Opposite here, straddling the area between Lower Thames Street and the river is another Open House destination, Custom House. An English Customs service on an ad hoc basis has existed since at least the middle of the 8th century and was formalised by King Edward I in 1275 as a means of beefing up the royal finances. The current Custom House is thought to be the fifth such to have been built on this site, chosen because beyond this point London Bridge has historically prevented ships from going further upriver. The present building was put up between 1813 and 1817 and initially designed by David Laing (1774 – 1856), Surveyor to the Customs. However within a few years of completion the ceiling of the Long Room had partially collapsed and the floor completely given way. The latter event occurred just a day after Sir Robert Smirke (1780 – 1867) had concluded an inspection of the premises and advised staff to evacuate. Smirke was then engaged to oversee the rebuilding and Laing’s career suffered the same fate as the floor. The Custom House now comprises a west wing built by Laing, a central block built by Smirke and an east wing dating from 1962-66. The southern façade, made of Portland stone, is much more aesthetically-pleasing than the northern face of yellow stock brick; this is because the building was designed to be seen from the river and impress shipfarers from overseas.

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The Great Long Room was an innovation of Christopher Wren (prolific doesn’t even begin to do the man justice) for his version of the Custom House, built in 1671. This was to be the public room where all import and export business was to be transacted. Because of this room, the public rooms in Custom Houses around the world have become known as ‘Long Rooms’ irrespective of their shape or size. The current Long Room is the work of the aforementioned Sir Robert Smirke, it is 190 feet long and 63 feet wide and has one of the largest unsupported wooden ceilings in Europe.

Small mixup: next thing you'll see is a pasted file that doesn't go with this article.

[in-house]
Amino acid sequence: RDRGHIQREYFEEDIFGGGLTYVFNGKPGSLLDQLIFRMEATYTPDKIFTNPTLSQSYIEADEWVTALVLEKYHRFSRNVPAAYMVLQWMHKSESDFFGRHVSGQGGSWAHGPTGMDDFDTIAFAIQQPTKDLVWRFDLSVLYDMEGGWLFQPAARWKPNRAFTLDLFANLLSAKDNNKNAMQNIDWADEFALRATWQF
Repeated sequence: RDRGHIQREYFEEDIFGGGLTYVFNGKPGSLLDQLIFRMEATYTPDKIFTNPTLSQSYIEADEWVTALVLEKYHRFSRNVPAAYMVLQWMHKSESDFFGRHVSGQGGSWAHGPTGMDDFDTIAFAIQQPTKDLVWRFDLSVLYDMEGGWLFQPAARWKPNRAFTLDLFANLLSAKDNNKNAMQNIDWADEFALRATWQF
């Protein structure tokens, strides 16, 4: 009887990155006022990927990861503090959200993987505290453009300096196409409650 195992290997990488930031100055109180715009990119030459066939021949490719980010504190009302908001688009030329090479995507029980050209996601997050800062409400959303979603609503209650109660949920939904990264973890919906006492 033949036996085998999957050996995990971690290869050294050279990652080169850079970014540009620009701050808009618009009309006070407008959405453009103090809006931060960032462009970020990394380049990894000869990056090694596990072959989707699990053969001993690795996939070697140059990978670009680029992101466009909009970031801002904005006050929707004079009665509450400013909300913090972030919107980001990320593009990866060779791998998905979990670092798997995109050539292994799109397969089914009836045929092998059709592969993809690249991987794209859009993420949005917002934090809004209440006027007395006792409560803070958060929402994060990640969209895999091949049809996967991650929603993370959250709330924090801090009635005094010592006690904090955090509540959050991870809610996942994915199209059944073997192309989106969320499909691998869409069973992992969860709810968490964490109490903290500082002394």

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The Long Room

The Coal Exchange which I mentioned earlier was one of the glories of Victorian Architecture, built in 1847-49 to the designs of City architect, James Bunstone Bunning (1802 – 1863) and opened to great fanfare by Queen Vic herself. The interior was one of the earliest and most remarkable examples of cast-iron construction in the world, several years before the Crystal Palace. However that didn’t cut any ice with the town planners of the 1960’s who had little regard for Victorian extravagance. Despite the objections of the Victorian Society and Sir John Betjeman (naturally) the building was demolished in 1962 in preparation for a road-widening scheme that didn’t actually take place until the 1980s. Why do I mention this ? Because the alternative would have been to shave off that unlovely north face of the Custom House, an option which from a 21st century perspective appears immeasurably more appealing.

Coal Exchange

James Bunning was also responsible for the original Billingsgate Fish Market built just to west of the Custom House in 1850 but rendered obsolete by increased levels of trade within 25 years. Work on a new market building, designed by Horace Jones in the Italianate style, began in 1874 and was completed three years later. In 1982 the fish market was relocated to the Isle of Dogs and the building on Lower Thames Street was refurbished under the guidance of Richard Rogers (he gets about a bit as well). The Grade II listed building is now used as an events venue.

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Time we got moving again I think. Head up Idol Lane which runs to the west of St Dunstan’s and turn right on Great Tower Street before proceeding north (with a manly stride) up Mincing Lane. Next move is west along Plantation Lane which leads into Rood Lane. Venture northward first before doubling back towards Eastcheap. On the corner here stands the Guild church of St Margaret Pattens (unlike Parish churches Guild churches hold regular weekday services rather than serving a Sunday congregation). The church’s exterior is notable for its 200-ft high spire, Wren’s third highest and the only one that he designed in a medieval style. The name of the church derives from pattens, wooden-soled overshoes which historically enabled Londoners to walk about the city without sinking too deep into the mud and effluent which covered the streets. The church still has an affiliation with the Worshipful Company of Pattenmakers.